The United Nations climate talks, finalised on 15 December 2007, produced a two year negotiation “roadmap” that will eventually replace the Kyoto Protocol and aims to reduce greenhouse gas emissions. Significant developments at the talks included agreement in principle to the setting up of new climate change adaptation funds, technology transfers to less developed countries and inclusion of anti-deforestation mechanisms. The agreed roadmap follows on from the Kyoto Protocol to the United Nations Framework Convention on Climate Change (UNFCCC). The Kyoto Protocol commits signatories to specific GreenHouse Gas (GHG) reductions with the aim of reaching a 5 per cent global reduction of GHGs by 2012, compared to 1990 levels. Some large emitters, such as the United States, are not signatories to the Kyoto Protocol. The roadmap agreed in Bali, Indonesia on 15 December encompasses a negotiation framework for a global climate change agreement to replace the Kyoto Protocol in 2012.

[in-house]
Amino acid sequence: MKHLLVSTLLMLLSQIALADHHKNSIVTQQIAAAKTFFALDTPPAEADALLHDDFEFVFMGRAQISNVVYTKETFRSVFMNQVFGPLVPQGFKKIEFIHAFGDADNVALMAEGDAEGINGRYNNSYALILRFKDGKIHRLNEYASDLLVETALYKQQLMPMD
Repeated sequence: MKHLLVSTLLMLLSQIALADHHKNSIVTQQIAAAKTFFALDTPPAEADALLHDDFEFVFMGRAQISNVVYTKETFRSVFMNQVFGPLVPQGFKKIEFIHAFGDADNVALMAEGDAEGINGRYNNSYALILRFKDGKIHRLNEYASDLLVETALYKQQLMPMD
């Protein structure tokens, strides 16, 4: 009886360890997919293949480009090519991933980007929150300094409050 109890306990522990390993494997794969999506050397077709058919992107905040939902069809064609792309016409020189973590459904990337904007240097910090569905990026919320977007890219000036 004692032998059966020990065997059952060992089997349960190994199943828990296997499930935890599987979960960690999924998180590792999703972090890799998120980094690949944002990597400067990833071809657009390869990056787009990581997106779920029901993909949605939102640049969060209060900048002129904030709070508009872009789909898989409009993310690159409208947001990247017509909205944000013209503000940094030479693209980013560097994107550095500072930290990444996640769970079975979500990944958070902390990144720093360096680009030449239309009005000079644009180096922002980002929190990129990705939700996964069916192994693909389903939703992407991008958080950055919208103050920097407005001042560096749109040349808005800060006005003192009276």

Despite resistance, notably from the United States, the parties agreed that the new protocol will have "measurable, reportable and verifiable nationally appropriate mitigation commitments or actions, including quantified emission limitation and reduction objectives, by all developed country parties, while ensuring the comparability of efforts amongst them, taking into account differences in their national circumstances". Developing countries are to adopt "nationally appropriate mitigation actions". Negotiations on individual country commitments for specific GHG emission reductions are yet to come. The first such negotiations will be held in Hawaii on 28 and 29 January 2008.